8. Don’t panic – there are “Chicken Littles” who go around shouting “The sky is falling” every day. It gets tiresome, and people tune you out eventually.
9. Ask a lot of questions – Socratic and hypothetical questions are more effective methods of negotiating points than making absolute statements of your position.
10. Build Trust: Admit when you are wrong – sometimes you will be.
11. Know when to back off –pressing a losing point to the point of exhaustion is not a good strategy.
12. Give other people the most credit – often the smart thing to do is not claim victory, even if you are victorious.
13. Keep your powder dry for future encounters – there is rarely a final battle in organizations, so don’t burn bridges behind you.
14. Smile – be gracious and courteous always. If you act like a friend, it is hard for people to view you as an enemy.

These are some of the rules to build credibility. If you are familiar with these and practice them regularly, you are probably very effective at negotiating within your organization.

Once you are highly credible, the tactics and countermeasures of conventional negotiating are much more effective.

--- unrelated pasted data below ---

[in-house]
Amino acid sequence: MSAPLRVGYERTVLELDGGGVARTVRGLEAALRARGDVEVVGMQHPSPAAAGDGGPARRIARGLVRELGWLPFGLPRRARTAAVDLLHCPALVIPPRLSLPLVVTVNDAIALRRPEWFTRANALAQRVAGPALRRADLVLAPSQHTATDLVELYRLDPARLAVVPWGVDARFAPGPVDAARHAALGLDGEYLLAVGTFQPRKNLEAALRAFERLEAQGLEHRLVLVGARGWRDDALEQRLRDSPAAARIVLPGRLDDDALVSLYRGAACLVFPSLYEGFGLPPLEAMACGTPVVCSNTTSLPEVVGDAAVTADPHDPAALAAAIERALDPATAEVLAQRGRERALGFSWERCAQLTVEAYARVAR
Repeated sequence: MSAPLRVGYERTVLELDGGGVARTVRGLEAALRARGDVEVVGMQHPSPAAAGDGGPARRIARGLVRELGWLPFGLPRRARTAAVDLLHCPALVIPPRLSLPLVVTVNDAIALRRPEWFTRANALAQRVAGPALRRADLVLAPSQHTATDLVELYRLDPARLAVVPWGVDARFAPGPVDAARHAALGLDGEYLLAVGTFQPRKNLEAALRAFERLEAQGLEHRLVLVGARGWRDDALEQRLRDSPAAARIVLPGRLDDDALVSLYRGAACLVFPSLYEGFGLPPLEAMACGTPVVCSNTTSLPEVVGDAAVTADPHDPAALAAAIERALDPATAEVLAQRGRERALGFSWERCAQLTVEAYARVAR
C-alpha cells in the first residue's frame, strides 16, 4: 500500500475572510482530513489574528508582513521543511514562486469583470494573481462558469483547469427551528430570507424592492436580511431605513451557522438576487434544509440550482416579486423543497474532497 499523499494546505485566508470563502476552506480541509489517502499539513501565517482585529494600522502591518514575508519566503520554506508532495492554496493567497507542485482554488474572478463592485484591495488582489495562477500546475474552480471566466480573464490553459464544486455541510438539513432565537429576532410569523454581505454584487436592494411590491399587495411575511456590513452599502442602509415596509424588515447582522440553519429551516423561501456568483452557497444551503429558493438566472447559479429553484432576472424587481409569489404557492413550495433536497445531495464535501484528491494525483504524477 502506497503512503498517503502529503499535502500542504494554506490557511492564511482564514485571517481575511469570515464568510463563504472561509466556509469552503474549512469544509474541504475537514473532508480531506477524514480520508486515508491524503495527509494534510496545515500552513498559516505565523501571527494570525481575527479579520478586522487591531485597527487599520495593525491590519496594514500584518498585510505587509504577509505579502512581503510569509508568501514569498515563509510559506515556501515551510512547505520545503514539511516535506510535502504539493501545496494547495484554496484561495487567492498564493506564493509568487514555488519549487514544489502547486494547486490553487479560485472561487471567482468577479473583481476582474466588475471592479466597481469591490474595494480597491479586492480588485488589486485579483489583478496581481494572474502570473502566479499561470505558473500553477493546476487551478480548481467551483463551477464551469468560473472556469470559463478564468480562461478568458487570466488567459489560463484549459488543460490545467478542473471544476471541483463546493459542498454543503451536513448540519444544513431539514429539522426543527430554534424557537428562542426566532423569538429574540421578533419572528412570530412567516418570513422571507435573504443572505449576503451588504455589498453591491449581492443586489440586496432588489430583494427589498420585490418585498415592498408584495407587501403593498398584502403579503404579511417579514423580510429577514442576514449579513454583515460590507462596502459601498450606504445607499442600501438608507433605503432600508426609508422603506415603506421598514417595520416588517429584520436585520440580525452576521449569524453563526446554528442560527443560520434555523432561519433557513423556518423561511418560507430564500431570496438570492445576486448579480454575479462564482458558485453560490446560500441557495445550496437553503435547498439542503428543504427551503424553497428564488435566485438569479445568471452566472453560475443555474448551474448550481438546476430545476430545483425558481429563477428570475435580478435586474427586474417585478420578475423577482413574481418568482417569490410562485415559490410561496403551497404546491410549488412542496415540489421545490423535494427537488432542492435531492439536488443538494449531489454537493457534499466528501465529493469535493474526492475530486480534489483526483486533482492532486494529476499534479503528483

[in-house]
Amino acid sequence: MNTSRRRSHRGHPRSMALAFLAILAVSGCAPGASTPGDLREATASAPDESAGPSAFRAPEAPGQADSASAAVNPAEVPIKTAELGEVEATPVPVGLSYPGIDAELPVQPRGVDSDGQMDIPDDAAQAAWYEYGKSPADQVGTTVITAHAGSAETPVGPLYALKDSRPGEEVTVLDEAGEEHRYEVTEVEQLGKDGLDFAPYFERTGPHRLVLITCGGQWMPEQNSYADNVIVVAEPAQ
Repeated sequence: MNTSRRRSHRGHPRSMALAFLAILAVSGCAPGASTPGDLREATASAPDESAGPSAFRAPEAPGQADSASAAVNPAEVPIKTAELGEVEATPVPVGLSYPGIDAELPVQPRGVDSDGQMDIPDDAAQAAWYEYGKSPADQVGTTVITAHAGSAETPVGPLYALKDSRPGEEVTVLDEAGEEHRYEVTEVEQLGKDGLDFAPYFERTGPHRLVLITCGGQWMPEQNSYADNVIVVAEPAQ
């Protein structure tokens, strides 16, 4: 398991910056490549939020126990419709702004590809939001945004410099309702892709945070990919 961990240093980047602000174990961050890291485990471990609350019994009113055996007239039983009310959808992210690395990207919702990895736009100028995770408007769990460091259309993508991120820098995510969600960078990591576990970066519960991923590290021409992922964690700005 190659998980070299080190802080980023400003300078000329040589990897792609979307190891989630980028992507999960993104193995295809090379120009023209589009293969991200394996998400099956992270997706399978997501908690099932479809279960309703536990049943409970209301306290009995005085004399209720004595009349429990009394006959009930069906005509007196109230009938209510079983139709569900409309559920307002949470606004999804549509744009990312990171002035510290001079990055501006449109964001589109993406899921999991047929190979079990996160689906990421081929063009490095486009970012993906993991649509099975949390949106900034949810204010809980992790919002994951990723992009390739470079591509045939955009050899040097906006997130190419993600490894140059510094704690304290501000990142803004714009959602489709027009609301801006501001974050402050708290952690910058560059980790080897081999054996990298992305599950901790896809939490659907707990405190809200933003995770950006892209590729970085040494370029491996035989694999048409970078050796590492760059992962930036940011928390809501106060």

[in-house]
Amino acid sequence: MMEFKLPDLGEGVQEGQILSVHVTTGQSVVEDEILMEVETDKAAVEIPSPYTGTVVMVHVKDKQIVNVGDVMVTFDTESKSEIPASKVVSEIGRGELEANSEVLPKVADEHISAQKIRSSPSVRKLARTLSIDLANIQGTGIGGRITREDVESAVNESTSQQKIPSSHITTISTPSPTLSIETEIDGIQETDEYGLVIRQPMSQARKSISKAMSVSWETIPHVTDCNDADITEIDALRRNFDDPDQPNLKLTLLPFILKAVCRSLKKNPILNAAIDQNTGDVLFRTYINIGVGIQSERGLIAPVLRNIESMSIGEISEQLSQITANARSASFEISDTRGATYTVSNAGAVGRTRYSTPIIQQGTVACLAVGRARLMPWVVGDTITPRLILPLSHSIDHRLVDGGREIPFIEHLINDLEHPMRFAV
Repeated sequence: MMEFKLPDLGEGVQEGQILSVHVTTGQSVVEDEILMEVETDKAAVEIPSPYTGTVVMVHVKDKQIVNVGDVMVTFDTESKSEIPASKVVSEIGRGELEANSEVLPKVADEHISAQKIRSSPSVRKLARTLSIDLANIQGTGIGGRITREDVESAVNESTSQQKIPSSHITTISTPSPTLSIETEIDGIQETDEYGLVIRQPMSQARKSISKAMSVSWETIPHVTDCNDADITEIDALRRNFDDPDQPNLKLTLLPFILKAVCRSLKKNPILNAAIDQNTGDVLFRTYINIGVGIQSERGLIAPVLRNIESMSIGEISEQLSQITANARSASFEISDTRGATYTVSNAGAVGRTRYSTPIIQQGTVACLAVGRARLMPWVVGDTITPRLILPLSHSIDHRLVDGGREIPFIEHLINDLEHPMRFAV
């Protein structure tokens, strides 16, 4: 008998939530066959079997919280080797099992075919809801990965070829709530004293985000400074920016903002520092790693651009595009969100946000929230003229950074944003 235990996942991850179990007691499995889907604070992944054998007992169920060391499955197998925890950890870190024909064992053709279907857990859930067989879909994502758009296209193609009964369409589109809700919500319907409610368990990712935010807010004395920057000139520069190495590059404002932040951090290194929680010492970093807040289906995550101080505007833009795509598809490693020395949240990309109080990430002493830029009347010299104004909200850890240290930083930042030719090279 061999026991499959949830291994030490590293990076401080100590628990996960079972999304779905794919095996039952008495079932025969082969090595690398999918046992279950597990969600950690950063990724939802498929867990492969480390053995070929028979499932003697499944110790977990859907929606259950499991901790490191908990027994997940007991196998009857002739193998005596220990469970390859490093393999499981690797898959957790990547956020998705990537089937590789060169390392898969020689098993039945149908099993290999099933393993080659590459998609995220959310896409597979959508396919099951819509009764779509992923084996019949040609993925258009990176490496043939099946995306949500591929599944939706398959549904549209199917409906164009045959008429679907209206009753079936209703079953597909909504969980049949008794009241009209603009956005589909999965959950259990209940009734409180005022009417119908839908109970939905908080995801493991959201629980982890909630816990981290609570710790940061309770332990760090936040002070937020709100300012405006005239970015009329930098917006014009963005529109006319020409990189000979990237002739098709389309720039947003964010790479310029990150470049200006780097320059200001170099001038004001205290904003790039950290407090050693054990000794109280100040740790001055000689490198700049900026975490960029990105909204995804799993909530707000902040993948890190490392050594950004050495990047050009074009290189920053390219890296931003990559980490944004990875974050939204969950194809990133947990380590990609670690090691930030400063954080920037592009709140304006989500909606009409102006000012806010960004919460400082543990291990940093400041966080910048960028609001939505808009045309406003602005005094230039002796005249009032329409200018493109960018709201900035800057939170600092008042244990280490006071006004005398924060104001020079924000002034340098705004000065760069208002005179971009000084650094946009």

Bob Whipple is CEO of Leadergrow Inc., a company dedicated to growing leaders. He speaks and conducts seminars on building trust in organizations. He can be reached at bwhipple@leadergrow.com or 585-392-7763.


Don’t be Opaque

July 24, 2011

I was giving my talk on Trust and Transparency for a group recently, and the host had an interesting twist on transparency. He said that he knew certain members of management who were expert at being “opaque.” I really liked the use of the word opaque, which is the opposite of transparent. For this article, I wanted to explore the different forces operating on a manager which may lead to higher opacity and how being opaque destroys trust.

Fear that people will become enraged